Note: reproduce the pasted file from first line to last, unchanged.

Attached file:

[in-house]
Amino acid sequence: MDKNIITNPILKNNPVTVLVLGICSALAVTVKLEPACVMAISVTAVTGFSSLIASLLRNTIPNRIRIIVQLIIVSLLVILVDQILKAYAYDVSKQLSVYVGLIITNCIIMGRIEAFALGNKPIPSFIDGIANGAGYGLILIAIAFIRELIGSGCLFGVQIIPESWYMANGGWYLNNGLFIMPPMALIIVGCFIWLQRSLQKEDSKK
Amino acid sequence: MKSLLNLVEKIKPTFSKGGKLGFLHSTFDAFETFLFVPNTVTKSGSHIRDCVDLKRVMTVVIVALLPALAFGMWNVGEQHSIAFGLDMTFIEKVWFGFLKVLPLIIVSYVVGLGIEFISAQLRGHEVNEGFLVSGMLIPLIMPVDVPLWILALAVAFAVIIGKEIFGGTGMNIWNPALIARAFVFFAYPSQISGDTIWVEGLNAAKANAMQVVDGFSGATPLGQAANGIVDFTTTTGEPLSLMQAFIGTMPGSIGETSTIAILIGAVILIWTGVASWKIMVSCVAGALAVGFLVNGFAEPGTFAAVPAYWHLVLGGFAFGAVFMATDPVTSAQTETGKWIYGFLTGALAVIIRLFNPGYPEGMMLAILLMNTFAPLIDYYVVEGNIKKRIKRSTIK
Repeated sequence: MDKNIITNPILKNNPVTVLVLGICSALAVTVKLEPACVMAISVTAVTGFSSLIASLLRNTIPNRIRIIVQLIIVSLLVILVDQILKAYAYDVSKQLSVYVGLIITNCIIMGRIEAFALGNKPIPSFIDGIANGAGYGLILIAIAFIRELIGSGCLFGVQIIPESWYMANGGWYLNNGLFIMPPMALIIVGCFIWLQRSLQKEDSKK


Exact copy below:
[in-house]
Amino acid sequence: MDKNIITNPILKNNPVTVLVLGICSALAVTVKLEPACVMAISVTAVTGFSSLIASLLRNTIPNRIRIIVQLIIVSLLVILVDQILKAYAYDVSKQLSVYVGLIITNCIIMGRIEAFALGNKPIPSFIDGIANGAGYGLILIAIAFIRELIGSGCLFGVQIIPESWYMANGGWYLNNGLFIMPPMALIIVGCFIWLQRSLQKEDSKK
Amino acid sequence: MKSLLNLVEKIKPTFSKGGKLGFLHSTFDAFETFLFVPNTVTKSGSHIRDCVDLKRVMTVVIVALLPALAFGMWNVGEQHSIAFGLDMTFIEKVWFGFLKVLPLIIVSYVVGLGIEFISAQLRGHEVNEGFLVSGMLIPLIMPVDVPLWILALAVAFAVIIGKEIFGGTGMNIWNPALIARAFVFFAYPSQISGDTIWVEGLNAAKANAMQVVDGFSGATPLGQAANGIVDFTTTTGEPLSLMQAFIGTMPGSIGETSTIAILIGAVILIWTGVASWKIMVSCVAGALAVGFLVNGFAEPGTFAAVPAYWHLVLGGFAFGAVFMATDPVTSAQTETGKWIYGFLTGALAVIIRLFNPGYPEGMMLAILLMNTFAPLIDYYVVEGNIKKRIKRSTIK
Repeated sequence: MDKNIITNPILKNNPVTVLVLGICSALAVTVKLEPACVMAISVTAVTGFSSLIASLLRNTIPNRIRIIVQLIIVSLLVILVDQILKAYAYDVSKQLSVYVGLIITNCIIMGRIEAFALGNKPIPSFIDGIANGAGYGLILIAIAFIRELIGSGCLFGVQIIPESWYMANGGWYLNNGLFIMPPMALIIVGCFIWLQRSLQKEDSKK